Marketing is a battle of minds.
What we mean is that marketing happens in your customer’s heads. If you can influence how people perceive your company and your brand in order to sell more effectively, you’ve succeeded as a marketer.
But it’s not just your company that exists in people’s minds. The whole industry your business operates in (or is breaking into) has a set of expectations, impressions and assumptions that you can’t directly control.
With these barriers in mind, what’s the best way to get into your customer’s minds and dominate your industry?
Be the Leader of Your Niche
The easiest way to define how your company appears in the market is by being the first one in a given industry. If you’re the first person playing the game, you can easily decide what the game is, and why you’re the best person to address the customer’s needs.
But most of us don’t have that luxury. Instead, we’re competing established brands and big companies who have bigger marketing budgets to spend than we do.
In other words, since you can’t embrace “brute force” marketing to outspend your competitors (and they’ve already established a place in the customer’s minds), you’ve got to be smarter with your marketing.
And that means you have to define what makes your company unique.
Compare and Contrast
Having established models to compare yourself to can be a blessing in disguise. Instead of using marketing to compete directly with your competitors on their terms, figure out a way to define yourself against them.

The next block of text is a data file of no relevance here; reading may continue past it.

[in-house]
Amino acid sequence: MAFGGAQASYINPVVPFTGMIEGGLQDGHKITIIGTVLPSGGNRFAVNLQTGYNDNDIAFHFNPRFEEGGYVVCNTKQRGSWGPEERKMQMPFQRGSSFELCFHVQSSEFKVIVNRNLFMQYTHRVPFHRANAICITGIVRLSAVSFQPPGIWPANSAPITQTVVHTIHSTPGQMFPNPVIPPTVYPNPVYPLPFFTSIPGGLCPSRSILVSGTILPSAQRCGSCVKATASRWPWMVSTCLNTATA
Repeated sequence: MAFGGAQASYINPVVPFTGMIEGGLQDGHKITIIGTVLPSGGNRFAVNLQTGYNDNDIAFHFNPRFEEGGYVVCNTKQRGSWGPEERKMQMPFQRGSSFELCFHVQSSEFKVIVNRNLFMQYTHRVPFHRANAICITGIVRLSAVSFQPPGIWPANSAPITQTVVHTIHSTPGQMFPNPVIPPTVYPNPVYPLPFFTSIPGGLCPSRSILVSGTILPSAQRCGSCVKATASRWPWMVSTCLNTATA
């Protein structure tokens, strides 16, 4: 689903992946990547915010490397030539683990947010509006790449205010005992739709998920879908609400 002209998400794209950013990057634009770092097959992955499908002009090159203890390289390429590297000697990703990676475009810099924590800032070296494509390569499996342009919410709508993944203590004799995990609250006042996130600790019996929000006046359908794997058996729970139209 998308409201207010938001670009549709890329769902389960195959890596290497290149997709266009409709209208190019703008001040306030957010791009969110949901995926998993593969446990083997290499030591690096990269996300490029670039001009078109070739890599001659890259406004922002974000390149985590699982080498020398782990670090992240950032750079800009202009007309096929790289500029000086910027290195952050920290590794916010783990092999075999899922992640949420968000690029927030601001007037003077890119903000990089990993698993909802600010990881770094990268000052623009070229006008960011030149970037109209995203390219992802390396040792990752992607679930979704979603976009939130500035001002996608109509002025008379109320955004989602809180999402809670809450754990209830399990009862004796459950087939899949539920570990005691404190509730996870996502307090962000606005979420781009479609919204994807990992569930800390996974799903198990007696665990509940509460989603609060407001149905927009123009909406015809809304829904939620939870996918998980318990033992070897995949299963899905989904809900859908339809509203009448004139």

In other words, if you’re selling a new brand of detergent that’s in direct competition with the market leader, don’t advertise yourself in the market leader’s terms.
If the detergent market leader says, “We make clothes bright and colorful,” it’s not a good strategy to say “We make clothes even brighter and more colorful than brand X,” because brand X already has that idea captive in your market’s mind.
Instead, say something completely different. Pick a unique strength: “We’re the detergent for busy parents who just need to get laundry done,” or “We’re the fastest clean in town.”
Even better if you can directly contrast yourself with your competitor: “We’re like X detergent, but fast.” One-up your benefits with theirs: “Our customers understand it’s not about just being bright and colorful; it’s about that wonderful detergent smell.” The market that values smell over appearance will identify with your product and might make the switch.
This strategy works for anyone in a competitive market—whether you’re trying to clean clothes, sell cars or get people to come to your movie theater.
Don’t forget that at the end of the day, marketing is a battle of the minds. It’s more effective to carve out a space in your customer’s mind than to compete for a space your competitors already own.